Other Events and Incidents
The greater part of the early history of this township is so closely interwoven with that of the city of Havana, that it will be given under that head. Indeed, there is very little, aside from the settlements made within its limits, to write about. The notice of early settlers, both in the city and township, is given in the preceding pages, so as to avoid repetition in the chapter devoted to the city of Havana. The first schools, churches, stores, post office, etc., etc., were at Havana, and will be more fully noticed in that connection. With a brief sketch of some incidents belonging more particularly to the township history, we will turn our attention to a review of the county's metropolis.|
One of the first mills in Havana Township, outside of the city, was built on the opposite side of Quiver Creek, from the present McHarry Mill. It was put up by Charles Howell, Julius Jones and William Pollard, in 1842. It was a saw-mill only. About 1845, they sold it to McHarry, who erected a grist-mill on the south side of the creek. The building of this mill was an event of great interest to the people, and Mr. Hurley, who helped "raise" the edifice, informed us that men came eighteen and twenty miles to lend their assistance, in order to have a mill nearer home than those in Fulton or Menard Counties. This mill was afterward burned, when Mr. McHarry put up his present mill upon the same site. It is one of the best mills in Mason County; is a three-story frame edifice, with four run of buhrs, and is driven by water-power, which does not fail through the entire year.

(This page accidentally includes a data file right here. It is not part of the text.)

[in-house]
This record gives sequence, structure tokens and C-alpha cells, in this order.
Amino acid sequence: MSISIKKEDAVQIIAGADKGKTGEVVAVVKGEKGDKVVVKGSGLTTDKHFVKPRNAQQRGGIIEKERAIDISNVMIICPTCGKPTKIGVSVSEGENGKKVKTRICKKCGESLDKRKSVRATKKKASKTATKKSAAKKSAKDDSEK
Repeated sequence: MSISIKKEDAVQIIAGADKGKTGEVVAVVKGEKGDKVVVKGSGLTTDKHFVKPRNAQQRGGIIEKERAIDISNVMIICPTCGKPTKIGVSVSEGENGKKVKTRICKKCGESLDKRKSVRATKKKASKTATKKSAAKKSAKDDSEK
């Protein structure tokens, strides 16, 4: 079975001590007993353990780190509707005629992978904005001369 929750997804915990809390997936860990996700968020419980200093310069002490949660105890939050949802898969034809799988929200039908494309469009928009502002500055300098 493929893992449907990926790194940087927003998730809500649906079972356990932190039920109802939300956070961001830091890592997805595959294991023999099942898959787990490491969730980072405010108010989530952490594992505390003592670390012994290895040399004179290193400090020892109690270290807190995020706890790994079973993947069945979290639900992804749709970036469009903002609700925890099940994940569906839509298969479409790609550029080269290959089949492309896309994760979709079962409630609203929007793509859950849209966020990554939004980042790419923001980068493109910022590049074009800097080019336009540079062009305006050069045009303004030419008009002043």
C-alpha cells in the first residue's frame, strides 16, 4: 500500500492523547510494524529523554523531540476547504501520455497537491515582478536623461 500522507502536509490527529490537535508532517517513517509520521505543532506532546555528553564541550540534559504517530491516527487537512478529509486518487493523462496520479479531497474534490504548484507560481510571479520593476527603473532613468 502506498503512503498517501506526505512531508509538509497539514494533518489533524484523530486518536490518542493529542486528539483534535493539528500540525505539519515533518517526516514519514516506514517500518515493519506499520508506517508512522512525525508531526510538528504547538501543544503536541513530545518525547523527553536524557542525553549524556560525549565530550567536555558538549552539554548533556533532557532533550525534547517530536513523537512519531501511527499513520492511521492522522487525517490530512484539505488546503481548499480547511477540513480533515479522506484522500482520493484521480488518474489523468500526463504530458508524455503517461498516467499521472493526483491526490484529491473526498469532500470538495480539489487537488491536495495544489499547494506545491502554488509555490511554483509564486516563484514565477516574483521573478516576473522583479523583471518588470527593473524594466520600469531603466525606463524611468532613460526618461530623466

The first preachers in this section of the country were the Methodist itinerants, Peter Cartwright and Michael Shunk. The following incident is related by Mr. Dieffenbacher, of the organization of the first church society in the county: "He spent a few weeks in the cabin of Jesse Brown, until he could get his own ready for use, and one day, while at work in the yard, a man rode up and asked him if they ever had any preaching there. He told him he had heard none since he left Pennsylvania. He was then asked if he would allow him to preach there. Dieffenbacher pointed to Mr. Brown (who was a very profane man), and told him that was the owner, that he had no house as yet. The man then asked Brown if he might preach there, and Brown told him that the women were getting dinner; if he would wait till after dinner, he might preach, and in the mean time he would feed his horse. That man was Michael Shunk, and, after dinner, he preached to the four families (Dieffenbacher's, Brown's, Eli Fisk's and Charles Howell's), who then composed the neighborhood. He left an appointment to preach there again in eight weeks. Soon after this, several families arrived from Pennsylvania, among them Judge McReynolds, who built a residence, in which he set apart a large room for church purposes, and which was so used until the erection of Dieffenbacher's Schoolhouse. This schoolhouse was used as both church and school edifice until 1871, when Mr. Dieffenbacher moved into the city of Havana, and other members united elsewhere.